When the larvae have completed their development, they construct pupal cells at the ends of their feeding galleries. Pupal cells may be well within the bark. Larvae are white, legless grubs; pupae white to cream-colored. Immature beetles are light brown, becoming dark brown to black, with reddish wing covers, as they mature. Older beetles may be totally black.
Several months after a tree has been attacked, its foliage begins to discolor. Needles first turn yellow, then orange, and finally a reddish brown. Discoloration rate varies with local conditions and individual trees. During dry years, trees fade more quickly-occasionally becoming yellowish-green to orange later the same year they are attacked. Typically, trees begin to fade the year following attack. Tree-to-tree fading also varies with resistance to the staining fungi introduced by the beetles.
According to Furniss and Orr (1978), resistance of live trees is the most important natural factor controlling Douglas-fir beetle populations. Trees sustaining physical damage, or ones stressed by drought, defoliation, or disease are most susceptible to beetle attack and the furtherance of an outbreak. By keeping stands in a vigorous condition and removing susceptible trees or downed material, managers can most benefit from this natural resistance factor.
Climate and weather also influence beetle populations. Extremely cold, dry winters would have a detrimental effect on overwintering broods. At the other extreme, droughty conditions stress host trees and favor population buildups.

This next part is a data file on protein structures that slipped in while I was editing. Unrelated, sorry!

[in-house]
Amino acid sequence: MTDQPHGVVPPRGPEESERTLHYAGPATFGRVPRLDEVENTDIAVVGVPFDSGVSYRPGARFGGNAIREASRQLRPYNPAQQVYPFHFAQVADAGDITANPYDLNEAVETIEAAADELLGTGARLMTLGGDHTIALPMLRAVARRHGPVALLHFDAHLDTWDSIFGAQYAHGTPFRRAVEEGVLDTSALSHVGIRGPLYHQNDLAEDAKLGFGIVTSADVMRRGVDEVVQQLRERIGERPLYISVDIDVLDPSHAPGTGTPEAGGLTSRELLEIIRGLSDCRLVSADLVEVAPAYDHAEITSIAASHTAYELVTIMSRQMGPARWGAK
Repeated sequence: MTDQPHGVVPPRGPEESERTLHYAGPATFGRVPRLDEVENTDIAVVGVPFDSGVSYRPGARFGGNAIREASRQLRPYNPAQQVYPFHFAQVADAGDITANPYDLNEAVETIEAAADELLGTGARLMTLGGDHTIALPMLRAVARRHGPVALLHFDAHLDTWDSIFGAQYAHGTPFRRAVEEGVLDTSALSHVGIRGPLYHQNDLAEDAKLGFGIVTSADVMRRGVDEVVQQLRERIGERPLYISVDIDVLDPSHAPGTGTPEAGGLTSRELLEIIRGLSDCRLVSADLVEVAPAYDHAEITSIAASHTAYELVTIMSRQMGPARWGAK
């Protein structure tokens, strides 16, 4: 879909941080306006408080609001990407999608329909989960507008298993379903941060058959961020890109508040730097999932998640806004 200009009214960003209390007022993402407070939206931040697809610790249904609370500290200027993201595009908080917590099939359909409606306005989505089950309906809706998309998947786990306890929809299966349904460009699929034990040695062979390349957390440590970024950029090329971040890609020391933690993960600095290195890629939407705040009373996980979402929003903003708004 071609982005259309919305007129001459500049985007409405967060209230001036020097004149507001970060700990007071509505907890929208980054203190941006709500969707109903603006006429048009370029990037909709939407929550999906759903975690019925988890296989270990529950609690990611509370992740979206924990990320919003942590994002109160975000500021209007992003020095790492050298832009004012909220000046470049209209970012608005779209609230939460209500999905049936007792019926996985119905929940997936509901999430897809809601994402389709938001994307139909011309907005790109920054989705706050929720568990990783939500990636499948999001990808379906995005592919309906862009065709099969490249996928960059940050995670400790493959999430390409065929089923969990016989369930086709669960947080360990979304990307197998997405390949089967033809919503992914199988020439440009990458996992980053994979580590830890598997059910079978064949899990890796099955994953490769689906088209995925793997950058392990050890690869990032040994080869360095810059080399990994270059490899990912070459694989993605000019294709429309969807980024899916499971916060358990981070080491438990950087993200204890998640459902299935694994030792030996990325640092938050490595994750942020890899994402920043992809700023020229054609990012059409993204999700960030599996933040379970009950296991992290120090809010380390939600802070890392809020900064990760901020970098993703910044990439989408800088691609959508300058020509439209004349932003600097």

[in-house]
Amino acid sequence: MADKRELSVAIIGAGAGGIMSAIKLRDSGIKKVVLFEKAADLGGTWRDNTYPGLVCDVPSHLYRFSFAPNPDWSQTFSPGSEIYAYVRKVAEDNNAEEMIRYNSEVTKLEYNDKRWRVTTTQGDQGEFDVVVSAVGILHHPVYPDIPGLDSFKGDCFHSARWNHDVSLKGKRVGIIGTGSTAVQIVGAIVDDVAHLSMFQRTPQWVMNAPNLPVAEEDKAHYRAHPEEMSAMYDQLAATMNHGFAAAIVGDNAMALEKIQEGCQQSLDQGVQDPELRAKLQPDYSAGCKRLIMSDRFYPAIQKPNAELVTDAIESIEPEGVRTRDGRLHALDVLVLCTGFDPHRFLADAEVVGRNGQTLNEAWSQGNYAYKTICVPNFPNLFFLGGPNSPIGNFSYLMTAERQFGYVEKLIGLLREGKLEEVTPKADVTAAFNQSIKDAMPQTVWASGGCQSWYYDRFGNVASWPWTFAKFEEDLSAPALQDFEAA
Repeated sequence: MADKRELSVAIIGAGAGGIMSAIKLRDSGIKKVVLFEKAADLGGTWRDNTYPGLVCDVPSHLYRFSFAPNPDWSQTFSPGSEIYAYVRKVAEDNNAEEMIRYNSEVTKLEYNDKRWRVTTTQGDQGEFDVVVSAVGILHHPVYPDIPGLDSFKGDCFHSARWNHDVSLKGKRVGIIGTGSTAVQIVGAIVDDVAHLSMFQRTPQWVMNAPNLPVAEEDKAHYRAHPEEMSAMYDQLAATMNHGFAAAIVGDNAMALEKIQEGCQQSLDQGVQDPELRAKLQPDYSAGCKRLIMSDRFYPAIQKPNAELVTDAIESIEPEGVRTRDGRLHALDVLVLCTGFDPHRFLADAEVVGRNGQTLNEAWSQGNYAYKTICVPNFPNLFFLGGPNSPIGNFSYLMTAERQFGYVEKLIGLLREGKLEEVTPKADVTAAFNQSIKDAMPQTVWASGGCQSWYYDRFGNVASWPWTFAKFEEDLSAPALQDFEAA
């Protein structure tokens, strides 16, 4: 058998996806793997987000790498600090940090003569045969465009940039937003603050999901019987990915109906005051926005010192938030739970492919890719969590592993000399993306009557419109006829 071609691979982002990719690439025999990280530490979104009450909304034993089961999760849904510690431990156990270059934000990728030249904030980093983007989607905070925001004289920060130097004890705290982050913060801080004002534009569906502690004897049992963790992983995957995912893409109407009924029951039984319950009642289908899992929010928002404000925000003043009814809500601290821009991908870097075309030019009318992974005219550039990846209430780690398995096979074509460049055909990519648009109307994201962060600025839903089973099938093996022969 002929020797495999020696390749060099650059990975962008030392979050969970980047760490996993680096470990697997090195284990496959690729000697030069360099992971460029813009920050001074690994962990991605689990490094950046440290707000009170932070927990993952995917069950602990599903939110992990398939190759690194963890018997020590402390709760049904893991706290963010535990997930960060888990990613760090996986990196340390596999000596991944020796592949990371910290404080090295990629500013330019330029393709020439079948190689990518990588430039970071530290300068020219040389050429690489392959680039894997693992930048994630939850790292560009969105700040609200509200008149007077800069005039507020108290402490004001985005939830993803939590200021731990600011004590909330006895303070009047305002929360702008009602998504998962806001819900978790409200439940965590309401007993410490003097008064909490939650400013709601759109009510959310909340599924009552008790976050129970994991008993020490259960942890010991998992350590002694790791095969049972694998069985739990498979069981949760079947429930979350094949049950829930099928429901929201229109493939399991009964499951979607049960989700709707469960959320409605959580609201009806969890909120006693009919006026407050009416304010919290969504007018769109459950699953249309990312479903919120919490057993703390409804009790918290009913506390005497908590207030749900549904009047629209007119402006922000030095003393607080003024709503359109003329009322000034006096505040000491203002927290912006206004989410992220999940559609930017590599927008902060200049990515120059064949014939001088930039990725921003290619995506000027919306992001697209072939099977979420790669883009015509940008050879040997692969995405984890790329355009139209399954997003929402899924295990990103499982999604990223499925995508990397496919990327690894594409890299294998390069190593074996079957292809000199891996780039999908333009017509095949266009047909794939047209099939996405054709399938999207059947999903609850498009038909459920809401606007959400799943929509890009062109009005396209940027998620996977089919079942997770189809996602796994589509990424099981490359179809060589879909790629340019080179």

Naturally occurring parasites and predators play a role in population reduction during non-outbreak conditions, but apparently are not important regulating factors when populations become abnormally high. The most important insect parasite is a Braconid wasp which parasitizes the beetle's larval stage. Predators include Dolicopdid flies, the larvae of which prey upon beetle larvae; and Clerid beetles which are predaceous on both the larval and adult stages. Woodpeckers feed on developing larvae higher on the tree bole, where bark is thinner; but their overall effect is probably minimal.
Furniss, M.M. 1959. Reducing Douglas-fir beetle damage-how it can be done. USDA For. Serv., lntermtn. For and Range Exp. Sta., Ogden, UT. Res. Note No. 70, 6 pp.
Furniss, M.M. and P.W. Orr. 1978. Douglas-fir beetle. USDA For. Serv., For. Insect and Disease Leaflet No. 5, 4 pp.
Fumiss, M.M. 1979. An annotated bibliography of the Douglas-fir beetle (Dendroctonus pseudotsugae Hopkins). USDA For. Serv., lntermtn. For. and Range Exp. Sta., Ogden, UT. Gen. Tech. Rpt. INT-48, 39 pp.
Furniss, M.M., R.L Livingston, and M.D. McGregor. 1981. Development of a stand susceptibility classification for Douglas-fir beetle. In: Hazard-rating systems in forest pest management: Symposium Proceedings, Athens, GA. 1980. Tech. Coordinators:
Heddon, R., S. Barras, and J.E. Koster. USDA For. Serv., Washington, D.C. GTR WO-27.
Furniss, M.M., M.D. McGregor, M.W. Foiles, and A.D. Partridge. 1979. Chronology and characteristics of a Douglas-fir beetle outbreak in northern Idaho. USDA For. Serv., lntermtn. For. and Range Exp. Sta., Ogden, UT. Gen. Tech. Rpt. INT-59, 19 pp.
Gibson, KE. and R.D. Oakes. 1991. Efficacy of Douglas-fir beetle tree baits in containing outbreak populations of Douglas-fir beetles in North Idaho. USDA For. Serv., North. Reg., Missoula, MT. Forest Pest Mgt. Rpt., 91-04, 8 pp.
Lejeune, R.R., LH. McMullen, and M.D. Atkins. 1961. The influence of logging on Douglas-fir beetle populations. The Forestry Chronicle: 37(4):308.
McGregor, M.D., M.M. Fumiss, R.D. Oakes, KE. Gibson, and H.E. Meyer. 1984. MCH Pheromone for preventing Douglas-fir beetle infestation in windthrown trees. J. Forestry, Vol, 82, No. 10, Oct. 1984, p 613-616.
Weatherby, J.C. and R.W. Thier. 1993. A preliminary validation of a Douglas-fir beetle hazard rating system, Mountain Home Ranger District, Boise National Forest, 1992. USDA For. Serv., lntermtn. Reg., Boise, ID. Forest Pest Mgt. Rpt., R4-93-05, 7 pp.